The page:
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March Flight Path: Why every leader should manage their energy (and not time)

Newsletter, March 2024

I am not sure how we got to March already! February was a big month and a bit of a blur between workshops, coaching, recording podcasts (which is launching soon), to running the residential Thriving Women’s retreat in Madarao, Japan.

As an introvert, running a week-long residential program can be draining. This month, more than ever, I've focused on managing my energy and maintaining resilience. This was not only important during the retreat but also in navigating an unusually intense period in both my professional and personal life. For me, managing my energy involves understanding different types of energy and identifying what I need in a given moment to recharge. I'll delve into this further below.

How to cultivate more energy

When life gets busy and we have a never ending to do list, we often turn to time management hacks to boost our productivity. While time management strategies are often thought of as a solution to help us achieve our goals and meet deadlines, these traditional approaches have proven to be ineffective for many people, leaving them feeling overwhelmed and stressed. Managing our energy (and sustaining it), rather than just our time, is the key to unlocking productivity and wellbeing.

Research from Harvard indicates that traditional time management strategies are limited because they focus on increasing productivity rather than improving the quality of the work being done. These strategies typically involve creating to-do lists, scheduling tasks, and dividing larger projects into smaller, manageable tasks. While these techniques can be helpful, they don't tackle the root causes of time management issues like procrastination, distractions, and burnout. Read more

Carving out time (and energy) for deep work

Fostering deep work within teams, much like cultivating energy, is crucial for sparking innovation and achieving lasting success. The term "Deep Work" was first used by Cal Newport to describe a state of focused attention that enables individuals to produce high-quality work, innovate, and deliver outstanding results.

Cultivating deep work demands practice. Leaders must instill in their teams the discipline to prioritise focused work sessions over fragmented attention. By setting up rituals and routines that encourage deep work, leaders pave the way for increased productivity and innovative thinking.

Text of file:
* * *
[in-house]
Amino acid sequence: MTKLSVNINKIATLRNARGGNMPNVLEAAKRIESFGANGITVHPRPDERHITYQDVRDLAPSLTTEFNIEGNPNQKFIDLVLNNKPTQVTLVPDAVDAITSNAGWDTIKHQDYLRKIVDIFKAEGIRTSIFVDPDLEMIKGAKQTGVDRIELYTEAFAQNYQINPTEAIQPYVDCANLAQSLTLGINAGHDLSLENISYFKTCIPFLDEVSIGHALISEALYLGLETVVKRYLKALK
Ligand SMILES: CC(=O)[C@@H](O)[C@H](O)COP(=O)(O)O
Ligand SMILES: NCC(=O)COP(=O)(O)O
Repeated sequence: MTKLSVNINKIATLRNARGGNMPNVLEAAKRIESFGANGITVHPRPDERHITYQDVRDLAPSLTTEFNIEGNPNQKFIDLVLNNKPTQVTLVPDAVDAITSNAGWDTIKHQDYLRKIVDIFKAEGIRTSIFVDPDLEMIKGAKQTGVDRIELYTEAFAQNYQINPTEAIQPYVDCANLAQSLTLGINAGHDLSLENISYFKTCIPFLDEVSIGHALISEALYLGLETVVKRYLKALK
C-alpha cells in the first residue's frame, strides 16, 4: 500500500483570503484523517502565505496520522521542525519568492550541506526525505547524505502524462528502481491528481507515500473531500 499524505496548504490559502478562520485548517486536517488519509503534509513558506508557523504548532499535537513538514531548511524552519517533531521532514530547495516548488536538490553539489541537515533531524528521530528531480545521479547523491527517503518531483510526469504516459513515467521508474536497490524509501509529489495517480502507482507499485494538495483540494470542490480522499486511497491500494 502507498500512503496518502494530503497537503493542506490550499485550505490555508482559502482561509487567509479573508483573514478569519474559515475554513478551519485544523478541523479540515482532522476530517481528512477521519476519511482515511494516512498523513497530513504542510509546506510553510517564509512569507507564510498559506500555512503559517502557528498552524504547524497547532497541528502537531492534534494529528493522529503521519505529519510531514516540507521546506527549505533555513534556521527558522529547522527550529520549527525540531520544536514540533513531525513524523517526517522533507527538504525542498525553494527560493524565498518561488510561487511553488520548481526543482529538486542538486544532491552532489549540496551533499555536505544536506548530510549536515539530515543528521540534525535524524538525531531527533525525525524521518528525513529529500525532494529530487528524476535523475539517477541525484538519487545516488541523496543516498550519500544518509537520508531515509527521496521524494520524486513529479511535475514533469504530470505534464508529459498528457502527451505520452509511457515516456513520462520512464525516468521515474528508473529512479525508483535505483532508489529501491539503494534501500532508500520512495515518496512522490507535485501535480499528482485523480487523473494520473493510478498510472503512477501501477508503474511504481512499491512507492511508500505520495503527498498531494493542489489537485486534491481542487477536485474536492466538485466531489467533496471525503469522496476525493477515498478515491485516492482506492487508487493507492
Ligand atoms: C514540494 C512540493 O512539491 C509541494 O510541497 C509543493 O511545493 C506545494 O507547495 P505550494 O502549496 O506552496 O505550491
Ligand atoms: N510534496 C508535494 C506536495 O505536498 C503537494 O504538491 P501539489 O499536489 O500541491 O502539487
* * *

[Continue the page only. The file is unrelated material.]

In our hyperconnected world, it's all too easy for teams to fall prey to the constant pinging of notifications and interruptions. Leaders can counteract this by implementing strategies such as setting specific periods for checking emails and messages and establishing dedicated spaces for uninterrupted focus

What I am listening to 🎧

Cal Newport's latest book, “Slow Productivity, offers a paradigm shift in our approach to work and achievement in a world marked by relentless hustle and unending busyness. Although the book is on my "to read" list, Cal discussed on The Tim Ferriss Show that, unlike the conventional emphasis on speed and efficiency, a more deliberate and intentional approach to productivity prioritises depth, quality, and sustainability.

What I am reading 📖

I'm currently engrossed in Good Strategy Bad Strategy by Richard Rumelt, a selection of the Sustainable Shift book club. This book serves as a definitive guide to effective strategic thinking. Rumelt, a well-known strategist, delineates the components of a solid strategy and exposes common strategic planning pitfalls. He emphasis the significance of pinpointing and concentrating on critical issues, crafting a coherent strategy to tackle them, and executing it with discipline.

Through thoughtful analysis and real-life examples, Rumelt illustrates how effective strategy can foster competitive edge and achievement, whilst bad strategy can lead to failure and squandered resources. His book offers invaluable perspectives for leaders, managers, and anyone wishing to grasp the core of strategic thinking.

Quote I'm pondering 💬

“It is hard to show your skill as a sailor when there is no wind.”

I hope this was helpful and sparked some insights. I would love to hear your thoughts! 

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